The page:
The way the process works is I write a song. I get it to the vocalist who informs me their favored key. I get a demo of the song and the key to an arranger, lately it is the great Elias Ortiz and we get together on the vibe for the sound. But then I let him put his stamp on the arrangement. Since we don’t rehearse the arrangement is placed before the musicians on the bandstand on the night of the gig. It is their first time seeing it and the vocalists first time singing it with the band. 1,2,3,4 and we are off. It is exciting and also a little nerve wracking. But truth be told we have never had a train wreck which speaks to the talent of all the people on the bandstand.


What’s the most rewarding thing about it?

Playing the music before an audience. It means so much especially when the venue brings its own ambiance and vibe. Not only do we play original music but also play the greats, Thelonious Monk, Charles Mingus, Duke Ellington, Charlie Parker and so . But when we play one of my compositions and have a superb vocalist perform it, fabulous musicians solo over the changes, hear the horn section play an arrangement crafted specifically for that song – wow!


You’re appearing regularly at the Django these days. What’s your favorite thing about performing there?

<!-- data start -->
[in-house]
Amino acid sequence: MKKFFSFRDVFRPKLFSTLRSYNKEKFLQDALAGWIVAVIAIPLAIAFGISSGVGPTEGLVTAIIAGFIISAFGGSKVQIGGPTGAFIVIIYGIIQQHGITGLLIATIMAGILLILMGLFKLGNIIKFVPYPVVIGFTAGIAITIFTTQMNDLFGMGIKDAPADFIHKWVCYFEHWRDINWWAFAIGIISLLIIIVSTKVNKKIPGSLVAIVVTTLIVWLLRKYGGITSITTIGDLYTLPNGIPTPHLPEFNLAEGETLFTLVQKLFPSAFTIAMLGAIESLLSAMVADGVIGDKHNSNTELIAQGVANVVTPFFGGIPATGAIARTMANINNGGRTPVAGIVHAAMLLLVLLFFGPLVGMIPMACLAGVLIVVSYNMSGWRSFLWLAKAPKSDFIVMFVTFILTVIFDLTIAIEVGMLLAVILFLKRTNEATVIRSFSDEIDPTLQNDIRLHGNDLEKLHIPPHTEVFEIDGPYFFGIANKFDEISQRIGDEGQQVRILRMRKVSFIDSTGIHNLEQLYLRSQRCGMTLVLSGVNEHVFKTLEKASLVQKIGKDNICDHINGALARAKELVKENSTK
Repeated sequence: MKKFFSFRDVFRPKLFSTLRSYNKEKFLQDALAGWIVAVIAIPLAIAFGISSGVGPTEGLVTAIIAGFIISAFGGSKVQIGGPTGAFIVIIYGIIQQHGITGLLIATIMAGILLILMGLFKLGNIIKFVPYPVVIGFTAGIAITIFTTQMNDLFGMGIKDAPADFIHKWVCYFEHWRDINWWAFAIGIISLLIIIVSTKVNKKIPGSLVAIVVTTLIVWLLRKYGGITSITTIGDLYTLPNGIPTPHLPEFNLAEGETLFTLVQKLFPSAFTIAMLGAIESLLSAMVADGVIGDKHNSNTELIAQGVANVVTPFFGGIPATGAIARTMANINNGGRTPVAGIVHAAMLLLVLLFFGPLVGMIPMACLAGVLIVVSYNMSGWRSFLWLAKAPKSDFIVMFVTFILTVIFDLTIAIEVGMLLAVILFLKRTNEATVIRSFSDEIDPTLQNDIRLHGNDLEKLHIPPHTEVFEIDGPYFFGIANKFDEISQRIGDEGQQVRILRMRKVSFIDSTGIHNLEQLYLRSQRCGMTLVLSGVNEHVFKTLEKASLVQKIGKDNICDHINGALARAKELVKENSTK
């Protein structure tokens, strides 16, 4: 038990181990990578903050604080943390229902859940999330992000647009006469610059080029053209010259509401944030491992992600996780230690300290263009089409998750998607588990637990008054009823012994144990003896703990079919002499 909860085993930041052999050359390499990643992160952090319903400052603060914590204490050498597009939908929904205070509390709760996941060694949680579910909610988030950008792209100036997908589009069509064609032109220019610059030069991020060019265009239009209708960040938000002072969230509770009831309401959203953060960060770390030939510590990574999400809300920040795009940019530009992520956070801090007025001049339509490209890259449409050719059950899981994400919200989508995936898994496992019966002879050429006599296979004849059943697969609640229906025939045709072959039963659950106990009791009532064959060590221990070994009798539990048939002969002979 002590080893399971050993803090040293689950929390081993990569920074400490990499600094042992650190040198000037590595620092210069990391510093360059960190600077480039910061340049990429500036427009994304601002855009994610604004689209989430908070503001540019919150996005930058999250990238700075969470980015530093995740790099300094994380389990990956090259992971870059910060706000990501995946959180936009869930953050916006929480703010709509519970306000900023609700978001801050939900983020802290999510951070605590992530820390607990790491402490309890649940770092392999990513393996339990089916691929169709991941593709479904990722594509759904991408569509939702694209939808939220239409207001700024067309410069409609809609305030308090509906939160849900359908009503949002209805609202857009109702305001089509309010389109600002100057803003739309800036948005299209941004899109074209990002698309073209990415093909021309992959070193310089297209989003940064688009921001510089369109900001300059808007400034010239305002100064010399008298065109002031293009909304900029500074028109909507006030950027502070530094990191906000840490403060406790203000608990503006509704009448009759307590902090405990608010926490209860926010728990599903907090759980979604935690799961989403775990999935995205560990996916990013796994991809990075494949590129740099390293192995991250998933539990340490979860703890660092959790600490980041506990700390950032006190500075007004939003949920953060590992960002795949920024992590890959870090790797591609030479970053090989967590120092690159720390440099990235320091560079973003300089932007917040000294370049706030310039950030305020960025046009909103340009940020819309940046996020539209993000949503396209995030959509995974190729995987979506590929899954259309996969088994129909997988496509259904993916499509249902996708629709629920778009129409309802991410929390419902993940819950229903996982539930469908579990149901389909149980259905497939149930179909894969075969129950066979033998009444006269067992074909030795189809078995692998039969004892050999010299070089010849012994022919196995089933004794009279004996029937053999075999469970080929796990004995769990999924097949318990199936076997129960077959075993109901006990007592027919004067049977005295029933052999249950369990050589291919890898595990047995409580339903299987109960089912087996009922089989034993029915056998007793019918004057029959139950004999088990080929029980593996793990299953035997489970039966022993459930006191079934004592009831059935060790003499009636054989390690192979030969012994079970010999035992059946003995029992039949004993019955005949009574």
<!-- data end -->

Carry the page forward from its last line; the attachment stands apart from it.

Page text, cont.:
We are so lucky to have the residency at The Django. Every performance has been electric and that is because the audience who come there come to be part of the experience.  Also the staff treat the musicians royally. And every element we need, from the sound engineer to the lighting is just perfect.   Feels like each performance is one for the books!


What can people expect at your next show on September 23?

 We are so thrilled to have two great vocalists performing with the band on September 23– Tyreek McDole, a young male vocalist who is destined to be one of the greats. Mark my words. And also a young electrifying female vocalist named Bakko who brings a little more of a soul vibe to the music. We will have new compositions being debuted and new arrangements that are maybe a little more funky than what we’ve been playing. Of course it will still be swinging!


What’s on your music player these days – ie what inspires JC Hopkins?

Lately I have been listening to Kamasi Washington. His music is big and fills up a room and your head. Feels like Coltrane and Curtis Mayfield coming together, which is maybe why I have been listening to a lot of Curtis and Coltrane of late.  I also love listening to Morton Feldman first thing in the morning just to ease into the day. The space between the notes, the space is the thing. I love  Black Messiah by D’Angelo  but you know you’re driving in your car and it is on shuffle it is one great track after the other. The music never stops!